The years were short that I endured these daily renditions. As destiny had ordained, I was abandoned at age seven. Seven, precisely, my birthday. The timing was, of course, not accidental, not coincidental. Nothing ever is. And, of course, I could not have failed to sense, at least, its forewarnings. Both my father and my mother had accumulated so many breaches of morality, in violation of the precepts of any spiritual or civil code, together and separately, they had to flee their iniquities. Fearless, though, discontent with the slavery if not the servitude, if not the subservience, I had wished ardently for this very threshold. As so often since, it is wholly likely that, defying reason, I urged the eventuality just as it occurred. In submission, a gauntlet masterfully run, I gained dominance. I brought it upon myself, for myself, for the privilege to live another day, to engage in battle yet again on another field. Again, in the fulfilment of destiny, I made it so.

On my own, abandoned by all but strangers, I came to believe not in what was visible, but in what was sensed, felt. Appearances meant nothing to me. How could they? All that I had known had been counterfeit, deception, mirage. Only the invisible was real, that which could be ascertained through predestined sensual perspicacity. Even memories were suspect. Memories, once recorded in the mind, loose their accompanying feelings, rendering any recall of those memories devoid of feeling. Only empty shells of raw data remain. Deprived of feeling, the nibbles of data are dipped in the candied frosting of communal hysteria, rendering when set a veneer of contrived emotion upon that morsel of either fact or fiction. If m&m’s come to mind, then you have the right idea. The mind is incapable of feeling, as feelings are sensual responses. It is not satisfied with sterile information, though, for it has no power either to persuade or to dissuade. Manipulation requires the motivation of advantage sought, benefit gained, however unscrupulously acquired. Emotions short-circuit both the mind and one’s genuine feelings. The feelings can be trusted. The mind, usually so. The emotions, never. Belief alone determines reality. Belief determined by perception; determined by point of vantage; determined by sense or senses engaged.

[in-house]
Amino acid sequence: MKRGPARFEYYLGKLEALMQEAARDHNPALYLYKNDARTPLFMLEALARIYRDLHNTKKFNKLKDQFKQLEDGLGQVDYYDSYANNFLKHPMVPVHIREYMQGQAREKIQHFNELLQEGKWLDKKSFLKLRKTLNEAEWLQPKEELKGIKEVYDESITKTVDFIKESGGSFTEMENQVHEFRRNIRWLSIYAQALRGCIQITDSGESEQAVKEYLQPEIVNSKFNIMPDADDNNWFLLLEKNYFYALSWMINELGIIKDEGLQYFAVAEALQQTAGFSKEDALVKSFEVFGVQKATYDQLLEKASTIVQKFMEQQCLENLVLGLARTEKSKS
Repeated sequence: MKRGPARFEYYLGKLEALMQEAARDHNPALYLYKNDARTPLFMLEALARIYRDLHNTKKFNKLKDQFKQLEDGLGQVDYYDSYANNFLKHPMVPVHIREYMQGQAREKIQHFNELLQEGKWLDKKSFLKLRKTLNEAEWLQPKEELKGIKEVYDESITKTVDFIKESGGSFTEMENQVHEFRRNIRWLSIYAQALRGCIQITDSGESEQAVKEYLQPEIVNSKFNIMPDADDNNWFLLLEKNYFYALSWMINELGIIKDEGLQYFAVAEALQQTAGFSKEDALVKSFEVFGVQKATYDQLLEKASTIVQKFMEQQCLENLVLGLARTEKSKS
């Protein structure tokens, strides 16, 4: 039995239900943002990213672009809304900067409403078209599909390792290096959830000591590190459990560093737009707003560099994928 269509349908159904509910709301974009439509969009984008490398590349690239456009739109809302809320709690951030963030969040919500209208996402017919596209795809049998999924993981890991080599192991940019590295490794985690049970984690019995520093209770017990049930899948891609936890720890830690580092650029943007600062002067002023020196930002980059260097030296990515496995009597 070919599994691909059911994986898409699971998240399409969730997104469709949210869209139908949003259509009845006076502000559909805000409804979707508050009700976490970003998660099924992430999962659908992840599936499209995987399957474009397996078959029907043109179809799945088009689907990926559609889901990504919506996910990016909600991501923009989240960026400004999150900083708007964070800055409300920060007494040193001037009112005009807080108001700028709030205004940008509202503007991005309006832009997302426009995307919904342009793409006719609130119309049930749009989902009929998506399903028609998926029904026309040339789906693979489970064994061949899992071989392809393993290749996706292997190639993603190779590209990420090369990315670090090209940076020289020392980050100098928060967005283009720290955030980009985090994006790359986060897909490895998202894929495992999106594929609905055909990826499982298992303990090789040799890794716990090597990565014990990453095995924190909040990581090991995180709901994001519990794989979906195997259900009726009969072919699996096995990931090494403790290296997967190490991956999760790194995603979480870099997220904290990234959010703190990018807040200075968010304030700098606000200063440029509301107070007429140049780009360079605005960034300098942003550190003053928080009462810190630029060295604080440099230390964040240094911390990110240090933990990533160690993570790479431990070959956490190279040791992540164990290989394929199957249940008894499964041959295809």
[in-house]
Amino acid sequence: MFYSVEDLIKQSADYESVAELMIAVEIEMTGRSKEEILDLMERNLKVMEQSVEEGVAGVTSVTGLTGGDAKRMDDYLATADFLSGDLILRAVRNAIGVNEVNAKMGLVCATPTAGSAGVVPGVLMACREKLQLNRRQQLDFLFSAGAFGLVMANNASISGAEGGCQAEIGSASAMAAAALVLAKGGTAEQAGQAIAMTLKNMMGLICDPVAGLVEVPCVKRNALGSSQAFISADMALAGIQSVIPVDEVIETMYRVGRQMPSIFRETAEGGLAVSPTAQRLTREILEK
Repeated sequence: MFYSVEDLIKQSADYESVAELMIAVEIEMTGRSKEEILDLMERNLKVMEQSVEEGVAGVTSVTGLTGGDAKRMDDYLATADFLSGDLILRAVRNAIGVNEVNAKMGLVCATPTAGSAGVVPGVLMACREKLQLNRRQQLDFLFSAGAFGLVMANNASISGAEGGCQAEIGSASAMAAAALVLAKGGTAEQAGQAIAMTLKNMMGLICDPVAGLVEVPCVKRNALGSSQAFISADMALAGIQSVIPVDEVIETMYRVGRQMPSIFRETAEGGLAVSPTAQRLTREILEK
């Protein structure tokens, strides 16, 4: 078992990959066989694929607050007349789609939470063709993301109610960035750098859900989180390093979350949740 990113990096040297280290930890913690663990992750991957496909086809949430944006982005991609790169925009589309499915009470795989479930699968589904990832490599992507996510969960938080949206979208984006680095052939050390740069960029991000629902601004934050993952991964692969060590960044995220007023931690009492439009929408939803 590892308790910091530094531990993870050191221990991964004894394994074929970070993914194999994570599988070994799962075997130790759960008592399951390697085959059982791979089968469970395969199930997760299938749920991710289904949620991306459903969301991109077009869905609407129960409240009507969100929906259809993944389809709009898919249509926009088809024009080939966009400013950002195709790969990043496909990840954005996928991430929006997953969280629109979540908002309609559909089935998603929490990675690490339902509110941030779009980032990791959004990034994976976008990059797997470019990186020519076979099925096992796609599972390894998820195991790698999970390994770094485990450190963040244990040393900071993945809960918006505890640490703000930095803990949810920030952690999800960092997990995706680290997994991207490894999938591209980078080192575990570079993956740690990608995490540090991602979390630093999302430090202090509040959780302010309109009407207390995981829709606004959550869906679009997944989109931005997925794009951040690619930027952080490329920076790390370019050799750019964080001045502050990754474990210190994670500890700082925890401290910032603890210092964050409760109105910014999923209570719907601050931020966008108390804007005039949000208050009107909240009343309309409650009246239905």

Naturally, to orient myself, in my world of solitude, dependent upon no one, obedient to no one, fearing no one, I sought other sources and devices to get and to keep my bearings. First, I developed an indelible memory for numbers. Not only the numbers themselves, but their significance, was important to me. The mental manoeuvring of numbers became involuntary, so adept did I become with their addition, subtraction, multiplication, and division. To my synaesthetic interpretation of sensual detail, I added numerical value. At a very young age, I learned the Ogham alphabet of the Celts; the tree and stone lore of the Druids; the Tarot, in all the overlapping significances of its numerology, its suits, its court cards, its major and minor arcana. In everything, I saw an omen, not as cause for fear, but as a sign which might further or more precisely qualify a configuration of other signs or events already present and observed.

As I had no preconceived notion of anything suggested by anyone of import to me, I was devoid of prejudice. Personal experiences would encourage preferences, but neither fear nor intolerance nor bias had any influence upon me. I was blind to colour, to race, to ethnicity, to socio-economic condition. Perhaps owing to my own ethnic origin, together with its associated cultural norms, I fancied one thing or type over another; but, again, these came to me naturally and personally. Language had a lot to do with it. My first language was North Welsh; my second, French; my third, reluctantly, English, or Saxon, as I call it still. For the language of my blood, I possessed no chauvinistic ardour, but neither did I feel it in any way inferior to the language of its conquerer. French was always a bridge through and around English. It is still very much the language of my poetic heart, if not my philosophical mind.

There is no sin without guilt; no guilt without shame; no shame without fear; no fear without servility. No truth for the poet but that soaked in blood. Battling always at the limits of limitlessness and tomorrow, my errors are my own.

Long before I knew what it meant, my father called me, Marquis, guardian of the marches.